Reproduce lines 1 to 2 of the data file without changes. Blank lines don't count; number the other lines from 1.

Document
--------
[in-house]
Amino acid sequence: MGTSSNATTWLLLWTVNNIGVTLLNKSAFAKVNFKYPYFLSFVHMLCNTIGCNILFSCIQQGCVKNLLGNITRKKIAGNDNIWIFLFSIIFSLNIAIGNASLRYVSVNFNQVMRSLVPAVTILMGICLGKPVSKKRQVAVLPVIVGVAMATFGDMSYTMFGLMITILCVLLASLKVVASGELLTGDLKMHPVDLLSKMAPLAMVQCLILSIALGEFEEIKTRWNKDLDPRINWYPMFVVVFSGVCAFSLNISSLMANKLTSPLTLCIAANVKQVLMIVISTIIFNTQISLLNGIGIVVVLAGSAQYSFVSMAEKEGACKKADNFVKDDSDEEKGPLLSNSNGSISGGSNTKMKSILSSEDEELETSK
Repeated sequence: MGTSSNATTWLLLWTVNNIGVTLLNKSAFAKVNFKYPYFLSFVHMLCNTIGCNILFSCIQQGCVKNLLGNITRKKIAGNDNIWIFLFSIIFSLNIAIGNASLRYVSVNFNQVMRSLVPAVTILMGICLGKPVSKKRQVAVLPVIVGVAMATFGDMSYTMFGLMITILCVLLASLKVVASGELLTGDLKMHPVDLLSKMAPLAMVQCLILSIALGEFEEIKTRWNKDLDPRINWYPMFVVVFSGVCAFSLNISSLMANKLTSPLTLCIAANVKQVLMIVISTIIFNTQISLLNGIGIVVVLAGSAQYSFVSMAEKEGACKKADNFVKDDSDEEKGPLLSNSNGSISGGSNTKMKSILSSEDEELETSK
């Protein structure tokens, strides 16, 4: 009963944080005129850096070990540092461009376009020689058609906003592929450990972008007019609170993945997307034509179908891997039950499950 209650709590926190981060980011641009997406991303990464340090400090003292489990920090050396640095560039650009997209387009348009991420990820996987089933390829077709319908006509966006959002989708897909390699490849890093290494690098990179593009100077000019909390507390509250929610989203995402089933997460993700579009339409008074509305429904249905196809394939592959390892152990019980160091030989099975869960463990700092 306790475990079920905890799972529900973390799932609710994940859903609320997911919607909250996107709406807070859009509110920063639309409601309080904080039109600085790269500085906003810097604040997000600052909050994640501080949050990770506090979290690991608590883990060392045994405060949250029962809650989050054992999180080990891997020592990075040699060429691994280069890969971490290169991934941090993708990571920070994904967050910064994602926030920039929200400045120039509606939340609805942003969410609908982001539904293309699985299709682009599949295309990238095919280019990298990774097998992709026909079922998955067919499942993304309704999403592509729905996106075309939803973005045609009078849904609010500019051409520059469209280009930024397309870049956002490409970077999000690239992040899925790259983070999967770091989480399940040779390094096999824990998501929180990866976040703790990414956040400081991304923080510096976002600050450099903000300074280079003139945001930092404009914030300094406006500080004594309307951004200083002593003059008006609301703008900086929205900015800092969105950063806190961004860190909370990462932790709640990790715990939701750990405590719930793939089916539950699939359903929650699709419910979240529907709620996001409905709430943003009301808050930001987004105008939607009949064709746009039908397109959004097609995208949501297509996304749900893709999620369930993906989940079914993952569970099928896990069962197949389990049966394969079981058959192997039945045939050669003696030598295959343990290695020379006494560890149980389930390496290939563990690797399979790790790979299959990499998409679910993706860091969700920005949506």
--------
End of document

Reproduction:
[in-house]
Amino acid sequence: MGTSSNATTWLLLWTVNNIGVTLLNKSAFAKVNFKYPYFLSFVHMLCNTIGCNILFSCIQQGCVKNLLGNITRKKIAGNDNIWIFLFSIIFSLNIAIGNASLRYVSVNFNQVMRSLVPAVTILMGICLGKPVSKKRQVAVLPVIVGVAMATFGDMSYTMFGLMITILCVLLASLKVVASGELLTGDLKMHPVDLLSKMAPLAMVQCLILSIALGEFEEIKTRWNKDLDPRINWYPMFVVVFSGVCAFSLNISSLMANKLTSPLTLCIAANVKQVLMIVISTIIFNTQISLLNGIGIVVVLAGSAQYSFVSMAEKEGACKKADNFVKDDSDEEKGPLLSNSNGSISGGSNTKMKSILSSEDEELETSK